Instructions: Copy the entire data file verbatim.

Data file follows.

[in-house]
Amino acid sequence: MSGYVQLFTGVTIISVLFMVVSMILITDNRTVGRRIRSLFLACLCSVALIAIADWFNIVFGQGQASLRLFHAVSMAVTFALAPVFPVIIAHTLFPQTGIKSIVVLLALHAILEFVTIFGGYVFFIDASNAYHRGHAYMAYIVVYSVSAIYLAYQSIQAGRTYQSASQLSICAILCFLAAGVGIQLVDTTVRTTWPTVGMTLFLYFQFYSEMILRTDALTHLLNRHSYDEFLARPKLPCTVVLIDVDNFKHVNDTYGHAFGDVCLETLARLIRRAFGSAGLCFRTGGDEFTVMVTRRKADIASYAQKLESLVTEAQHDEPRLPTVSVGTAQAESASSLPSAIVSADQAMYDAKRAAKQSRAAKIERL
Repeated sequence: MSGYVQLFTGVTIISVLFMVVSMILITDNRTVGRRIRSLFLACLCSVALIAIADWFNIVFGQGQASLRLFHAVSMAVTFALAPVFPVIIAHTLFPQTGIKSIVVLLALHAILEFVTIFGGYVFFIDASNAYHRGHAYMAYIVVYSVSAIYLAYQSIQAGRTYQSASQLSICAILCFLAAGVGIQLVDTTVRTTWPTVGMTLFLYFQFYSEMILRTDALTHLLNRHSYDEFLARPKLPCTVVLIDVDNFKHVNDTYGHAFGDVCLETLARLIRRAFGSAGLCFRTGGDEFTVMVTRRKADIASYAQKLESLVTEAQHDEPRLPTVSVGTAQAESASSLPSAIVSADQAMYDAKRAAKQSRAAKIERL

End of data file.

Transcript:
[in-house]
Amino acid sequence: MSGYVQLFTGVTIISVLFMVVSMILITDNRTVGRRIRSLFLACLCSVALIAIADWFNIVFGQGQASLRLFHAVSMAVTFALAPVFPVIIAHTLFPQTGIKSIVVLLALHAILEFVTIFGGYVFFIDASNAYHRGHAYMAYIVVYSVSAIYLAYQSIQAGRTYQSASQLSICAILCFLAAGVGIQLVDTTVRTTWPTVGMTLFLYFQFYSEMILRTDALTHLLNRHSYDEFLARPKLPCTVVLIDVDNFKHVNDTYGHAFGDVCLETLARLIRRAFGSAGLCFRTGGDEFTVMVTRRKADIASYAQKLESLVTEAQHDEPRLPTVSVGTAQAESASSLPSAIVSADQAMYDAKRAAKQSRAAKIERL
Repeated sequence: MSGYVQLFTGVTIISVLFMVVSMILITDNRTVGRRIRSLFLACLCSVALIAIADWFNIVFGQGQASLRLFHAVSMAVTFALAPVFPVIIAHTLFPQTGIKSIVVLLALHAILEFVTIFGGYVFFIDASNAYHRGHAYMAYIVVYSVSAIYLAYQSIQAGRTYQSASQLSICAILCFLAAGVGIQLVDTTVRTTWPTVGMTLFLYFQFYSEMILRTDALTHLLNRHSYDEFLARPKLPCTVVLIDVDNFKHVNDTYGHAFGDVCLETLARLIRRAFGSAGLCFRTGGDEFTVMVTRRKADIASYAQKLESLVTEAQHDEPRLPTVSVGTAQAESASSLPSAIVSADQAMYDAKRAAKQSRAAKIERL